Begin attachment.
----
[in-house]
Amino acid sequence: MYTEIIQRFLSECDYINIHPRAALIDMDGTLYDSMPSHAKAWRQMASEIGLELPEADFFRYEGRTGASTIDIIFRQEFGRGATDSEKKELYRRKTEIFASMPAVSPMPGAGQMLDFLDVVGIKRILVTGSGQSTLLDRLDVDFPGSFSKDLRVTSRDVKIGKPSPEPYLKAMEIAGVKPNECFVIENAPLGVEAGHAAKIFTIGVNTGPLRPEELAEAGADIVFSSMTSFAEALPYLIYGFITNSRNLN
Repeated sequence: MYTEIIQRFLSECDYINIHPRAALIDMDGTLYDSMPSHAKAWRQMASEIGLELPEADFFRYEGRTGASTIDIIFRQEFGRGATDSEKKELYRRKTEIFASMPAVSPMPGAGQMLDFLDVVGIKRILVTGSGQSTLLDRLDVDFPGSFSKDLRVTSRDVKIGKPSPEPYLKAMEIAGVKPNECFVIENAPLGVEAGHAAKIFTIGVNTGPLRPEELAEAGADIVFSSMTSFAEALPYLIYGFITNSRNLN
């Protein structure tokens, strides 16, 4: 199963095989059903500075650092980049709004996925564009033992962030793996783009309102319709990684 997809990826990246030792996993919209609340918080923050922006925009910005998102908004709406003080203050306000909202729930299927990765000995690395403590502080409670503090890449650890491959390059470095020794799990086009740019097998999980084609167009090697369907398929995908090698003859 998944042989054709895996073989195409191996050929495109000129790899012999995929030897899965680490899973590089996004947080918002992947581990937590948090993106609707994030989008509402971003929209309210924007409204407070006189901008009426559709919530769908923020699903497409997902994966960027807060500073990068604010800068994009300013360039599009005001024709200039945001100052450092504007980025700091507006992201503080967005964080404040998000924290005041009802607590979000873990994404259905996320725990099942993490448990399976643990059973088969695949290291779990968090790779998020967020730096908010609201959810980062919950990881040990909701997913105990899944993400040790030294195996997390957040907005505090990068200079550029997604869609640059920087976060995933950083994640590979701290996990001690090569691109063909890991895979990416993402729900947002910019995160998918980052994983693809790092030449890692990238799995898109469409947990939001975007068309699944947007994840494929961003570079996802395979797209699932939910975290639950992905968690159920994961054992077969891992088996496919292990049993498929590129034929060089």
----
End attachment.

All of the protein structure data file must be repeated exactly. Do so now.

[in-house]
Amino acid sequence: MYTEIIQRFLSECDYINIHPRAALIDMDGTLYDSMPSHAKAWRQMASEIGLELPEADFFRYEGRTGASTIDIIFRQEFGRGATDSEKKELYRRKTEIFASMPAVSPMPGAGQMLDFLDVVGIKRILVTGSGQSTLLDRLDVDFPGSFSKDLRVTSRDVKIGKPSPEPYLKAMEIAGVKPNECFVIENAPLGVEAGHAAKIFTIGVNTGPLRPEELAEAGADIVFSSMTSFAEALPYLIYGFITNSRNLN
Repeated sequence: MYTEIIQRFLSECDYINIHPRAALIDMDGTLYDSMPSHAKAWRQMASEIGLELPEADFFRYEGRTGASTIDIIFRQEFGRGATDSEKKELYRRKTEIFASMPAVSPMPGAGQMLDFLDVVGIKRILVTGSGQSTLLDRLDVDFPGSFSKDLRVTSRDVKIGKPSPEPYLKAMEIAGVKPNECFVIENAPLGVEAGHAAKIFTIGVNTGPLRPEELAEAGADIVFSSMTSFAEALPYLIYGFITNSRNLN
């Protein structure tokens, strides 16, 4: 199963095989059903500075650092980049709004996925564009033992962030793996783009309102319709990684 997809990826990246030792996993919209609340918080923050922006925009910005998102908004709406003080203050306000909202729930299927990765000995690395403590502080409670503090890449650890491959390059470095020794799990086009740019097998999980084609167009090697369907398929995908090698003859 998944042989054709895996073989195409191996050929495109000129790899012999995929030897899965680490899973590089996004947080918002992947581990937590948090993106609707994030989008509402971003929209309210924007409204407070006189901008009426559709919530769908923020699903497409997902994966960027807060500073990068604010800068994009300013360039599009005001024709200039945001100052450092504007980025700091507006992201503080967005964080404040998000924290005041009802607590979000873990994404259905996320725990099942993490448990399976643990059973088969695949290291779990968090790779998020967020730096908010609201959810980062919950990881040990909701997913105990899944993400040790030294195996997390957040907005505090990068200079550029997604869609640059920087976060995933950083994640590979701290996990001690090569691109063909890991895979990416993402729900947002910019995160998918980052994983693809790092030449890692990238799995898109469409947990939001975007068309699944947007994840494929961003570079996802395979797209699932939910975290639950992905968690159920994961054992077969891992088996496919292990049993498929590129034929060089």